Race and ethnicity influences on mock-juror evaluations of eyewitness testimony.


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These experiments were the first to manipulate both defendant and eyewitness race/ethnicity to examine their influence on mock jurors’ decisions in a criminal case. In Experiment 1, Black mock jurors rated the testimony of an eyewitness as more credible and more important to their decisions when the eyewitness and defendant were of the same race, while White mock jurors rated all eyewitnesses similarly. In Experiment 2, Black and Hispanic mock jurors rated the testimony of a minority eyewitness as more important when the defendant in the case was of the same ethnicity but did not differ from White mock jurors in verdicts or sentencing decisions. Participants’ political beliefs and confidence in the criminal justice system were associated with lengthier prison sentence recommendations, and system confidence was also associated with more guilty verdicts and more favorable evaluations of eyewitness testimony.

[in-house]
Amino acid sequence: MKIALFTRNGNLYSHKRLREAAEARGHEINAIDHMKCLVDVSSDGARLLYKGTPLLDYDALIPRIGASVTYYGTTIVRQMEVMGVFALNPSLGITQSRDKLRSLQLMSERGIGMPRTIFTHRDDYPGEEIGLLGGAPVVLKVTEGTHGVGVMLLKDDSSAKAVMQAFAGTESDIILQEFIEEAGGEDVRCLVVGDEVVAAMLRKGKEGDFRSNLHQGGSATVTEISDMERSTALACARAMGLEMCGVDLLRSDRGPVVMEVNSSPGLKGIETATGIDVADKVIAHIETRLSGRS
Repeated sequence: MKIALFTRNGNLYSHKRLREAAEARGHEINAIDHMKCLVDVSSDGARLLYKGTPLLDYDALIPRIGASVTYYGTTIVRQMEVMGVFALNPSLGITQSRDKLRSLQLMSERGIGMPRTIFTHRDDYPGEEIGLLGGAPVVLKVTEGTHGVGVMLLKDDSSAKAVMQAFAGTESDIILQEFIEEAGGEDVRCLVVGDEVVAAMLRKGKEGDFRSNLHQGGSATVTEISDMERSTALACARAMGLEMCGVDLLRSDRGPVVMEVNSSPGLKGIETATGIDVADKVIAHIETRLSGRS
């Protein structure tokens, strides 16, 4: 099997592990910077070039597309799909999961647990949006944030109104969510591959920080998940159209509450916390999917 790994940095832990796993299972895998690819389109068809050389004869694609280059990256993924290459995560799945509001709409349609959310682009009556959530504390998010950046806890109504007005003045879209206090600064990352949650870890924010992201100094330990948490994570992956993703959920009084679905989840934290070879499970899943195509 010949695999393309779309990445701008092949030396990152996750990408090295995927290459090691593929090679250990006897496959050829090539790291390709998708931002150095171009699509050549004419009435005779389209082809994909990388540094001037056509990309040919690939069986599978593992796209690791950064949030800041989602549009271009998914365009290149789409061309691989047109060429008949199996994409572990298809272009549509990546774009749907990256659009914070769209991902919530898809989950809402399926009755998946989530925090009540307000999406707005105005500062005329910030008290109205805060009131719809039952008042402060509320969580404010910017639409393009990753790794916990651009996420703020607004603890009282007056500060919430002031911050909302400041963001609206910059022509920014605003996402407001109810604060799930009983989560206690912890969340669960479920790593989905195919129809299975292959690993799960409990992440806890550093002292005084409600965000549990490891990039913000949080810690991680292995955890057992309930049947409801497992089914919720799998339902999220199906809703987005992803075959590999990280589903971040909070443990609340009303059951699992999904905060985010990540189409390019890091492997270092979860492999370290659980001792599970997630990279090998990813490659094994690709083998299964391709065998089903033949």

Jury decision-making. Legal psychology. Eyewitness testimony. Racial bias. Political beliefs.